Ferraz noted that tenacity, flexibility and realism are key elements in any successful industrial policy, and also that much of it consists not of forceful direction but gentle and persistent nudging to develop certain sectors. He also pointed to the need to align different elements of policy: trade and industrial policies, financial strategies, exchange rates, fiscal and monetary policies. The firm commitment of the Brazilian government to industrial policy geared towards productive diversification was strongly evident.
This is sharp contrast to India, where industrial policy is still explicitly criticised and apparently sought to be dismantled and avoided by governments - not just the current government, but most previous governments for the past two decades. Indeed, the conventional narrative about the Indian economic growth story is that it is all about ''economic reforms'' that liberated productive forces in the economy from the shackles of government intervention. It is generally believed that the previous import substituting industrialisation strategy created a high cost economy that stifled enterprise and innovation, and so opening up to domestic and international competition was the critical force making for growth. In other words, moving away from industrial policy is seen as the cause for success.
Despite some elements of truth in this argument, it is also far too simplistic. Indeed, it can plausibly be argued that many of the more sustainable elements of the Indian growth success actually reflect the effects of past and present industrial policies, even when these are not officially recognised.
This can be illustrated with examples of four sectors that are currently seen as examples of India's economic achievement: software, pharmaceuticals, chemicals and automotive ancillaries.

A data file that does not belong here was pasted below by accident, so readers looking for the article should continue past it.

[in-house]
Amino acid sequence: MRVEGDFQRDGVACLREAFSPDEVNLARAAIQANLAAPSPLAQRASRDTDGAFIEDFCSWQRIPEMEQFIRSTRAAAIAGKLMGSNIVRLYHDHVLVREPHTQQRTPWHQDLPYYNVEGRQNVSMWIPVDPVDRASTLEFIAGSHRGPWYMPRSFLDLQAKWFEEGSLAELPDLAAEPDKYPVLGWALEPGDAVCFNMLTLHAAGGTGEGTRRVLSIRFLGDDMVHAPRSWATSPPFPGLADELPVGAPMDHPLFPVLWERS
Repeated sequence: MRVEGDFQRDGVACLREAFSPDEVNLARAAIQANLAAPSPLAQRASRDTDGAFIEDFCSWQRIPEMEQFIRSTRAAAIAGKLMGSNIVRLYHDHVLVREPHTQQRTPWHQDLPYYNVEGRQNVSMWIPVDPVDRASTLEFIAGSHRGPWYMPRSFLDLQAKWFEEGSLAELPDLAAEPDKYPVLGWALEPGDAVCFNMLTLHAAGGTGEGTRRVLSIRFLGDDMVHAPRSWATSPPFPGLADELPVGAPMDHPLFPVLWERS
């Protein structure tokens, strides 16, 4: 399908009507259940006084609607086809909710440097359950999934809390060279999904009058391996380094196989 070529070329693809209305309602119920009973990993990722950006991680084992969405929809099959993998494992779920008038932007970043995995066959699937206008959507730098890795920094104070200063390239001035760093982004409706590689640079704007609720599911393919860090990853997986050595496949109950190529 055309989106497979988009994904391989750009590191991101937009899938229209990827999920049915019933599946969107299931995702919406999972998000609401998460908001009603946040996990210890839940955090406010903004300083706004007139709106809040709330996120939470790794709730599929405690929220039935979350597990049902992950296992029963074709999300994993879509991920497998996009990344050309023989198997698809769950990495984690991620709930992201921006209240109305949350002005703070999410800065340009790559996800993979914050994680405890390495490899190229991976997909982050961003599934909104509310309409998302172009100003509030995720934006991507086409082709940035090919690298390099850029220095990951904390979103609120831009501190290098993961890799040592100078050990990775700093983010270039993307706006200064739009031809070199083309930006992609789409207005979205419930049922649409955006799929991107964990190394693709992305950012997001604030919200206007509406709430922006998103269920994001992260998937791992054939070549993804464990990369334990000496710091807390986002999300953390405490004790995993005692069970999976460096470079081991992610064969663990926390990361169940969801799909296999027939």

Representatives of the software industry tend to be the biggest exponents of the argument that they ''did it all by themselves'', without any support from government, and only because they were freed from the deadening hand of the state. Yet the emergence of this industry in India cannot be imagine without the Nehruvian higher education policies that created institutions like the IIT and universities that could provide the skills required. (Incidentally this was in the teeth of opposition from the World Bank and others who argued that India should only focus on primary education.) And the industry has benefited for decades from prolonged tax holidays and a range of other incentives, all of which can be seen as examples of industrial policy.
In the case of pharmaceuticals, the fundamental factor behind the expansion is clear: the patent regime until 2001-05, which allowed only process patents in pharmaceutical products. This enabled domestic firms to engage in reverse engineering to produce generic alternatives to existing drugs, and thereby created the cheapest drug industry in the world with significant economies of scale. There is no question that such a law (which was both an industrial policy and a means of ensuring affordable drugs for the population) was critical in the growth of the industry to enable it to compete globally.